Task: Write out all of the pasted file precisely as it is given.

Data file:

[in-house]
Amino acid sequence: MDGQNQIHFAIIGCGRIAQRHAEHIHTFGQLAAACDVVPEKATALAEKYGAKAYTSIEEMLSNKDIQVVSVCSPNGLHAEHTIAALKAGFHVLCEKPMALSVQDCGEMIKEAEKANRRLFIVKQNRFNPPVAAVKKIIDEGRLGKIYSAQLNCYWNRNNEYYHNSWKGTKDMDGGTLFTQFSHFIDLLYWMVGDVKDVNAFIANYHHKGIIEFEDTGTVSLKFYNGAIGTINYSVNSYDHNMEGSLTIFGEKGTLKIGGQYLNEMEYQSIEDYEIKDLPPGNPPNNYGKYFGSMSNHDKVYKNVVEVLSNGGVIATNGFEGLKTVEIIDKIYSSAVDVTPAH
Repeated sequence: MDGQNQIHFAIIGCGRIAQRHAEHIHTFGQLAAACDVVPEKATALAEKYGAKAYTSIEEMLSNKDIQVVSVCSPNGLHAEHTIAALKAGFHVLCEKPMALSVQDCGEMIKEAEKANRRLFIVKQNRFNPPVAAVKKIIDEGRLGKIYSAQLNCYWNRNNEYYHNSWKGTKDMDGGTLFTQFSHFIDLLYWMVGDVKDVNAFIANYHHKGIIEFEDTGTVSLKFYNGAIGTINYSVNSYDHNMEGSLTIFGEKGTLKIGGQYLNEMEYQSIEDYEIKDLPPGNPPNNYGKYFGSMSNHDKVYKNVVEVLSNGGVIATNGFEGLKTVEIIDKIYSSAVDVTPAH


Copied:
[in-house]
Amino acid sequence: MDGQNQIHFAIIGCGRIAQRHAEHIHTFGQLAAACDVVPEKATALAEKYGAKAYTSIEEMLSNKDIQVVSVCSPNGLHAEHTIAALKAGFHVLCEKPMALSVQDCGEMIKEAEKANRRLFIVKQNRFNPPVAAVKKIIDEGRLGKIYSAQLNCYWNRNNEYYHNSWKGTKDMDGGTLFTQFSHFIDLLYWMVGDVKDVNAFIANYHHKGIIEFEDTGTVSLKFYNGAIGTINYSVNSYDHNMEGSLTIFGEKGTLKIGGQYLNEMEYQSIEDYEIKDLPPGNPPNNYGKYFGSMSNHDKVYKNVVEVLSNGGVIATNGFEGLKTVEIIDKIYSSAVDVTPAH
Repeated sequence: MDGQNQIHFAIIGCGRIAQRHAEHIHTFGQLAAACDVVPEKATALAEKYGAKAYTSIEEMLSNKDIQVVSVCSPNGLHAEHTIAALKAGFHVLCEKPMALSVQDCGEMIKEAEKANRRLFIVKQNRFNPPVAAVKKIIDEGRLGKIYSAQLNCYWNRNNEYYHNSWKGTKDMDGGTLFTQFSHFIDLLYWMVGDVKDVNAFIANYHHKGIIEFEDTGTVSLKFYNGAIGTINYSVNSYDHNMEGSLTIFGEKGTLKIGGQYLNEMEYQSIEDYEIKDLPPGNPPNNYGKYFGSMSNHDKVYKNVVEVLSNGGVIATNGFEGLKTVEIIDKIYSSAVDVTPAH